As originally reported yesterday on MNB, Fleming Companies has officially announced that it received no qualifying bids to compete with the offer submitted by C&S Wholesale Grocery to acquire Fleming's wholesale grocery business. As a result, no auction will be held. The company will seek approval of the C&S asset purchase agreement by the U.S. Bankruptcy Court in Delaware during the hearing scheduled for August 4, 2003.
    KC's View:

    Published on: July 31, 2003

    The Cincinnati Enquirer reports that by the end of the summer, Cincinnati will see two new Meijer stores featuring design innovations that include:

    • Starbucks coffee shops.

    • Drive-through pharmacies.

    • The relocation of the pharmacy to the front of the stores.

    • More of an emphasis on electronics.

    While the supercenter approach by Meijer remains intact, the company is working to update its image and offering to more successfully compete with the likes of Wal-Mart and Target.

    Just last week, the company announced that it has hired New York architect David Rockwell to update the company's "look," though that move does not seem to be part of the Cincinnati openings.
    KC's View:
    Since Meijer invented the format to begin with, it only makes sense that with all the competition out there, it has to reinvent its approach to the format.

    Published on: July 31, 2003

    Crain's Chicago Business reports this morning that Safeway, endeavoring to sell its Dominick's chain at a time when the United Food and Commercial Workers (UFCW) was looking to open contract negotiations and the chain itself seems to be spiraling down in terms of value, has resolved at least one of the two issues.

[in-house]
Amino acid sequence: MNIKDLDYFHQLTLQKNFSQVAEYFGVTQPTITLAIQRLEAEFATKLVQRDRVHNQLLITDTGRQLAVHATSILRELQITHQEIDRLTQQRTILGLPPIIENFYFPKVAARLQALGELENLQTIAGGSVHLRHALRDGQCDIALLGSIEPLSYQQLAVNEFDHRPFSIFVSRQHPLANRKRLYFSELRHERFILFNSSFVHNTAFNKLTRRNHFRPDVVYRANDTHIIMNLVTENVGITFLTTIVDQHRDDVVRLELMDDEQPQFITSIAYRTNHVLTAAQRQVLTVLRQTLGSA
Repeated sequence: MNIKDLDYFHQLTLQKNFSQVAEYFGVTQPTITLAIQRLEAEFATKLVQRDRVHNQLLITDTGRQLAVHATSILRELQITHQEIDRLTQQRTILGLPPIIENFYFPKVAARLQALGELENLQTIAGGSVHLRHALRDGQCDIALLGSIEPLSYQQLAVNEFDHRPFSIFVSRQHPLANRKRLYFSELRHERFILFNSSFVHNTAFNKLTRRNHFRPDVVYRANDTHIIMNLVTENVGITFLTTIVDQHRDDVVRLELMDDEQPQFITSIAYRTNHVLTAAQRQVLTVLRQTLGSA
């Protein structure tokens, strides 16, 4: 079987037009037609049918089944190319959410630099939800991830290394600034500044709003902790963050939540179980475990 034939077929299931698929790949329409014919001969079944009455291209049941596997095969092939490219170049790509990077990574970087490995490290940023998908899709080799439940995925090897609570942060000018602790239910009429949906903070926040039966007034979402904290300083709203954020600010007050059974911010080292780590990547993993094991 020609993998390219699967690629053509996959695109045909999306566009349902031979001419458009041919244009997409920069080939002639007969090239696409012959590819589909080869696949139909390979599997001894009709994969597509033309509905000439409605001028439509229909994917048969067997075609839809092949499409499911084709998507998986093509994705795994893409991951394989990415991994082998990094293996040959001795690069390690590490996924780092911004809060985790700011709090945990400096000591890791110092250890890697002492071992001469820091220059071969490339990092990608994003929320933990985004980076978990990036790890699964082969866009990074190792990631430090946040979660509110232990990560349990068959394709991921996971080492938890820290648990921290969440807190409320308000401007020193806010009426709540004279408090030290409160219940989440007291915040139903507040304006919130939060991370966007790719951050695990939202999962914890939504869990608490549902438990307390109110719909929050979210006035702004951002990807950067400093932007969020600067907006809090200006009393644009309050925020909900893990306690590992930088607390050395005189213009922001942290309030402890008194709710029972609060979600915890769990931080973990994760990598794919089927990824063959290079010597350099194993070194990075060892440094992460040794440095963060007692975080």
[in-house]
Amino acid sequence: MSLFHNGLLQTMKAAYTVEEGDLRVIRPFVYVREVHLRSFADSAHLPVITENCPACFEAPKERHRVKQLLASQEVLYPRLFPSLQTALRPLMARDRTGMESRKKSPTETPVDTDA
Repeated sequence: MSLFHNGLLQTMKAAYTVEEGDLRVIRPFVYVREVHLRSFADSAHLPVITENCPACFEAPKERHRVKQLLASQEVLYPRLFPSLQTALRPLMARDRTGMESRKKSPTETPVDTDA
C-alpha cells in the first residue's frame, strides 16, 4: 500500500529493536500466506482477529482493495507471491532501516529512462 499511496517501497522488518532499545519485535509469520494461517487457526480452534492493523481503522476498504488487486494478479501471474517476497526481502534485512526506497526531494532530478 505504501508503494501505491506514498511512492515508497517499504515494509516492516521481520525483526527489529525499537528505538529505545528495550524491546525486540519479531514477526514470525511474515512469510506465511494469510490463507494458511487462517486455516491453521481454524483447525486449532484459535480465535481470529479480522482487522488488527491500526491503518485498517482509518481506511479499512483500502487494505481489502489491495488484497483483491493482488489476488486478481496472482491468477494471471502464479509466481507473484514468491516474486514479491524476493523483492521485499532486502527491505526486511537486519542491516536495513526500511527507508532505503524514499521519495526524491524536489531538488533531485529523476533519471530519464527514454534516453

In a deal with the UFCW, Safeway agreed to a day-to-day contract extension with two union locals.

    It includes a requirement for 48-hours notice before either side can terminate the agreement, a provision that could be invoked in the event of a sale.

    The contract expired July 26.

    Safeway acquired Dominick's in 1998 for more than $1.8 billion, but now it expected to sell the chain for less than half that amount. There had been speculation that Supervalu was about to buy the company, but the union now is reporting that Safeway has gone back to all possible bidders - including Yucaipa and Roundy's - for more discussion.
    KC's View:

    Published on: July 31, 2003

    Global notes & commentary from…
    In a bid to stave off the relentless assault by Wal-Mart owned Walmex, Mexico’s three largest domestic retailers, Gigante, Soriana and Comercial Mexicana (CCM), have recently announced a joint buying and operational alliance as a means of cutting costs and boosting profits.

    According to a statement from the retailers, the joint efforts of the combined chains will enable them to seek alliances with suppliers, better operations, economies of scale and improved technology and logistics. Overall, this will result in greater competitiveness and will enhance the growth of each company whilst maintaining their independence. Although the exact details of the nature of the joint venture has yet to be concluded, it will almost certainly involve joint buying and the exchange of technology.

    Finally, the Mexican retailers have formed an alliance to counteract Wal-Mart’s increasing dominance of the market. The Mexican retailers have been talking for some time (a year and a half ago there were rumors about a possible merger between CCM and Soriana, as well as a rumor about a foreign retailer taking over one of the Mexican retailers to fight Wal-Mart’s leadership), but this is the first time that they have achieved concrete results. With this buying alliance, the three retailers will be able to compete on a more equal footing with Wal-Mart domestically, in particular for local food purchasing. However, in terms of non-foods, Wal-Mart’s international buying clout still makes it unbeatable.

    Nevertheless, this buying alliance could prove too little too late. Wal-Mart’s aggressive expansion strategy in recent years, coupled with low prices, has enabled it to make massive inroads into the Mexican market. In terms of sales, Walmex is already bigger than the other three retailers put together. Walmex saw record gross sales of USD10.7 billion last year despite an economic downturn, while its rivals struggled to maintain sales growth.